On July 14, 2017, the remains of a Swiss couple were discovered in the Swiss Alps after 75 years buried underneath a glacier. During a routine maintenance inspection, a ski-lift technician came across the couple’s “perfectly preserved” bodies on the Tsanfleuron glacier near the Swiss city of Berne, where Marcelin and Francine Dumoulin lived. The bodies were dressed in well-preserved World War II era clothing and had with them backpacks, watches, mess kits and a glass bottle, according to the Valais police.
The Dumoulins went missing on August 15, 1942, at ages 40 and 37 years old, on their way to a mountain pasture to feed their cattle. Rescue teams and local villagers searched for the couple after they vanished but came up with no clues as to the couple’s whereabouts. The Dumoulin’s disappearance left seven children– five boys and two girls– orphans. The children were split up and sent to live with different families in the neighborhood, but they would reunite each year on the anniversary of their parent’s disappearance and climb the glaciers to pray, according to the New York Times.
Following the discovery of the two bodies in July, the couple’s remaining living children, grandchildren and great-grandchildren attended a funeral service held in Saviese, Switzerland. Marceline Udry-Dumoulin, 79, the youngest of the Dumoulin’s seven children, told reporters that she wore white to her parents funeral on July 22 because “white represents the color of hope, which she never lost.” Another daughter, Marceline, told local paper Le Nouvelliste that “joy, acknowledgment, serenity, peace” are what she feels at her parent’s funeral.
It is now assumed that the couple fell into a crevasse in the Tsanfleuron glacier, which lies about 2,600 meters above sea level, and their bodies had been trapped there ever since. The Dumoulins were among 280 people listed as missing in the Alps and nearby regions since 1925. It was not until the Tsanfleuron glacial ice began to melt that the bodies became visible.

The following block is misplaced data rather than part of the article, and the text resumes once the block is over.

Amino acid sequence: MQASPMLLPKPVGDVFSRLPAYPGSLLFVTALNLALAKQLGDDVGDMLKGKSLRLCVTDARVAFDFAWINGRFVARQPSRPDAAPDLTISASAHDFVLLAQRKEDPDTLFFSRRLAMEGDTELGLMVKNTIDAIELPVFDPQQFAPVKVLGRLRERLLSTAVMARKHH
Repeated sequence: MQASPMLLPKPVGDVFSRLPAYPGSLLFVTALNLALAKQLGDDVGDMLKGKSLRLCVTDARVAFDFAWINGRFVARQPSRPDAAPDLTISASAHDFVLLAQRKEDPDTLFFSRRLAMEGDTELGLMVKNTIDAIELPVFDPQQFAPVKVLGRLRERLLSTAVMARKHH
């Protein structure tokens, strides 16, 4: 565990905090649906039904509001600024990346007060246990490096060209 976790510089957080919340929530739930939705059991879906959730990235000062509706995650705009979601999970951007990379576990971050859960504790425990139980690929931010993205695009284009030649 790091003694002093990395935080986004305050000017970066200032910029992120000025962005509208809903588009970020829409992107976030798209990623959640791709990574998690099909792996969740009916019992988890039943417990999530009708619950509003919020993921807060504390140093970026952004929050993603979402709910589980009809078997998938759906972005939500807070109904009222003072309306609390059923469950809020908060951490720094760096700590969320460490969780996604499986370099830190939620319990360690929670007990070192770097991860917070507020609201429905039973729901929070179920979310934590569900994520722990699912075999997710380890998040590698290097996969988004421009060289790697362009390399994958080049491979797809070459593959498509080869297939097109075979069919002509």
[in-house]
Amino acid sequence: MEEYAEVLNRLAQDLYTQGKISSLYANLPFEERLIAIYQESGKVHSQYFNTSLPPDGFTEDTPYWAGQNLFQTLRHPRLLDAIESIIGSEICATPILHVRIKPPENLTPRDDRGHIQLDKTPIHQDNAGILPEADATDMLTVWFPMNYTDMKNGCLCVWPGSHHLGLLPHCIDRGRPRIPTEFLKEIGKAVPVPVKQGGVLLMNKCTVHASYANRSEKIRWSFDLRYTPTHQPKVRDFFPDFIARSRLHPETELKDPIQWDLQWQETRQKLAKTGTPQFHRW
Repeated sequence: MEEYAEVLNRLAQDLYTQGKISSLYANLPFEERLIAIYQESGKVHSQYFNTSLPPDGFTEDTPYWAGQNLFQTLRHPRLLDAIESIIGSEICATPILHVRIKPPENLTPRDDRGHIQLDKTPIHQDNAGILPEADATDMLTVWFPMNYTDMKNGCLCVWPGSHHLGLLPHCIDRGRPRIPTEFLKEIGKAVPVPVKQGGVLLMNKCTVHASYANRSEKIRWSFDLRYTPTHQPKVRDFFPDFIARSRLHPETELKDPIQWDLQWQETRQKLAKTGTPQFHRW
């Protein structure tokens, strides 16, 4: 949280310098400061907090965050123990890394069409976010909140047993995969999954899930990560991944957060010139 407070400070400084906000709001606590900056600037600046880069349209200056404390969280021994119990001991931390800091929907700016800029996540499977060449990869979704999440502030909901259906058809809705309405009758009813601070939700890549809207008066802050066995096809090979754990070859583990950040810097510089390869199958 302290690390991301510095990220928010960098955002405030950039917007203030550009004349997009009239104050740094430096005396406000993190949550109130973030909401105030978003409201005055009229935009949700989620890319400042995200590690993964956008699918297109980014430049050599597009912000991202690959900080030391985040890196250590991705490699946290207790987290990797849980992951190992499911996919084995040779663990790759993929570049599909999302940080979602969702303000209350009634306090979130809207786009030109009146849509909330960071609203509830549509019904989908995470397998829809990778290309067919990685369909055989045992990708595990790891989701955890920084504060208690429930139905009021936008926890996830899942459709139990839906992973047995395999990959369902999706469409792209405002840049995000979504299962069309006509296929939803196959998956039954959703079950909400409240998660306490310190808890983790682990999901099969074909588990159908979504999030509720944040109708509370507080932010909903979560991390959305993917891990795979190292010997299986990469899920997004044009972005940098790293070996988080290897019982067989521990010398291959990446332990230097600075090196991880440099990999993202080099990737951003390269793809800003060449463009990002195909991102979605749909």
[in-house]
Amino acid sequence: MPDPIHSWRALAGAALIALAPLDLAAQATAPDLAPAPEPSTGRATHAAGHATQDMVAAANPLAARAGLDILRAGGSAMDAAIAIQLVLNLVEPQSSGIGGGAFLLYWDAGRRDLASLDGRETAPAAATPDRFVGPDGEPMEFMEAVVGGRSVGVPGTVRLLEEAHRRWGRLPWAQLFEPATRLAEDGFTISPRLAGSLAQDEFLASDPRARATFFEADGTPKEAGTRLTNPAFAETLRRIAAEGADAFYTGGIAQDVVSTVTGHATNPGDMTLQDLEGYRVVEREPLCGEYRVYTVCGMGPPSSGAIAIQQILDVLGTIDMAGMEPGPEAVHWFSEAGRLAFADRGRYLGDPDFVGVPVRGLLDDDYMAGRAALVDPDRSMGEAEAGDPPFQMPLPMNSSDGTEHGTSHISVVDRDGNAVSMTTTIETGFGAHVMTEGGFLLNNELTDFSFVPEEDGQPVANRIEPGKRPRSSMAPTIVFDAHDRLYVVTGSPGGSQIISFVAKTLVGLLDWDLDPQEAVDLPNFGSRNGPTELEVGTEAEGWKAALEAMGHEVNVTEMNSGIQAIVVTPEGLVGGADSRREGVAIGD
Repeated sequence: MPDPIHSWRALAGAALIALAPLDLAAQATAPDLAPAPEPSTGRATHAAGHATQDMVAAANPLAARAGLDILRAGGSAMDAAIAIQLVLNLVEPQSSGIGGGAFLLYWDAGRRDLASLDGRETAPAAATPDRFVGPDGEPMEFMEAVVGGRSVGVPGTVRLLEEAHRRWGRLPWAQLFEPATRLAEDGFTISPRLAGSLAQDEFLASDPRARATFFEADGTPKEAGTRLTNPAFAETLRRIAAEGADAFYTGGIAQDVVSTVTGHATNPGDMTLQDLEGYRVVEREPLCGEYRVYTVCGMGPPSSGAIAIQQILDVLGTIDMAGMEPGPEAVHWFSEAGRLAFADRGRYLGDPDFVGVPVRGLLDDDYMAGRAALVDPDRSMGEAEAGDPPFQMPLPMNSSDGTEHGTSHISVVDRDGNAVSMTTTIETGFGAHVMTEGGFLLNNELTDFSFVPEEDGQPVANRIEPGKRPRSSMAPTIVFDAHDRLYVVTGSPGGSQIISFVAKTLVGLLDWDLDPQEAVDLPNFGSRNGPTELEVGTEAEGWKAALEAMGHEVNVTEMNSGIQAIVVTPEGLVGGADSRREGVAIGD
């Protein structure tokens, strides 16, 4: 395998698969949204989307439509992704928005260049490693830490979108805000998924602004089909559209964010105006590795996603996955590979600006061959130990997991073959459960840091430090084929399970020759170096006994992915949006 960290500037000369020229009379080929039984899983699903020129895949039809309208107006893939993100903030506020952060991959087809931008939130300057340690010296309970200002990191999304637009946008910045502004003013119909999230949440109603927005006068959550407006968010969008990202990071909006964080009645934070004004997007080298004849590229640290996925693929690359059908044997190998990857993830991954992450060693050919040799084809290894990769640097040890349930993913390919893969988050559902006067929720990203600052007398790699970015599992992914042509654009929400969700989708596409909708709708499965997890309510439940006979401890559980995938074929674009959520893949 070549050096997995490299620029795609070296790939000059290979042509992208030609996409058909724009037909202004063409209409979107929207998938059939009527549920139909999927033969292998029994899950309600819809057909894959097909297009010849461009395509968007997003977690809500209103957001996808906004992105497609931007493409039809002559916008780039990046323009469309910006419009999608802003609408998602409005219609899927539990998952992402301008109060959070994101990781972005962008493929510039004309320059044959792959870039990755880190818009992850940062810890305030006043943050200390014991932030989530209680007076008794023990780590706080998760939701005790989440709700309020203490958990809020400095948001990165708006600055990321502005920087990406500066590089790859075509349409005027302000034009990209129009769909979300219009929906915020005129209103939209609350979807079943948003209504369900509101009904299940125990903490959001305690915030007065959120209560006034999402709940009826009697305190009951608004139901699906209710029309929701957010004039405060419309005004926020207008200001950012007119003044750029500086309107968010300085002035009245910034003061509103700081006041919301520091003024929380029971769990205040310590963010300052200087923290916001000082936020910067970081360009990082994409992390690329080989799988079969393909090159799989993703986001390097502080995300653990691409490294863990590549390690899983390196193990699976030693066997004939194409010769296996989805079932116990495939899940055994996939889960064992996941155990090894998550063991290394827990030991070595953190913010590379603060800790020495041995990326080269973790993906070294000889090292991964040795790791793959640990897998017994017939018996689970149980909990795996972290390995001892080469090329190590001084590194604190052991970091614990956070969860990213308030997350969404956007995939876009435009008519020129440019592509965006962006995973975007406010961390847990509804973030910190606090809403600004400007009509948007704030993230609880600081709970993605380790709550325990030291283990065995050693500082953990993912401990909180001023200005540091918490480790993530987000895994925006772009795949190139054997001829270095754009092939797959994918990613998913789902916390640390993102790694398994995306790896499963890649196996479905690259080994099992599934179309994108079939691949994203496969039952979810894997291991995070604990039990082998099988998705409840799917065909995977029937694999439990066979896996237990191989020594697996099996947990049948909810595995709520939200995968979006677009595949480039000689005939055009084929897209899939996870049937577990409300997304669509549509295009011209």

When asked about the danger of glaciers, Martin Beniston, a climate scientist from the University of Geneva, told GlacierHub, “Glaciers are rather hazardous surfaces and unwary. Skiers or trekkers often get injured or killed when falling in crevasses or if a snow-bridge that covers a crevasse collapses under the weight of the person.”
Nadine Salzmann, a Swiss geographer at the University of Fribourg, Switzerland, added, “In earlier days, people had to cross glaciers when moving from one mountain valley to the next for trading goods, etc. Mountaineers need to be even more careful when moving on glaciers, as glaciers have been changing their ‘face’ very quickly for the past decades.”
How were the Dumoulin’s bodies preserved after so many years? Human tissue has a high-water content, so when put under frozen conditions, the ice crystals in the tissue can sublimate, according to an interview in Live Science with Dan Fisher, a professor at the University of Michigan.
Sublimation is a change in a state of matter where a substance transforms from solid ice to water vapor without passing through a liquid phase; therefore, the tissue dries out. The cold and dry conditions of the Tsanfleuron glacier stopped the bacteria and fungi from breaking down the tissue, keeping both bodies intact.
The Dumoulin story is similar to other discoveries made as glaciers around the world shrink due to climate change. For example, in 2003, coins, leather, arrows, and piece of a wooden bowl, all dating back to 4500 B.C., were discovered at the Schnidejoch glacier, about 20 miles away from Tsanfleuron.
Since 1900, the Alps have lost about half of their volume, and global warming has caused the Tsanfleuron glacier to lose up to half a meter a year. Many long-buried bodies and objects from decades past are now surfacing across the world, as rising temperatures cause more glaciers and ice to melt.
These new discoveries can create opportunities to study past cultures, but preservation can be complex. Once the icy bodies are taken out of their glacial dwelling, they are prone to rapid decay and can disappear from exposure to the elements. In fact, the change in humidity has been turning discovered mummies into black ooze.
Scientists can attempt to save the mummies by hindering the degradation process in a museum-controlled environment by adjusting the humidity, temperature and light in a room. The difficulty remains in protecting the bodies that are in sites exposed to the natural environment.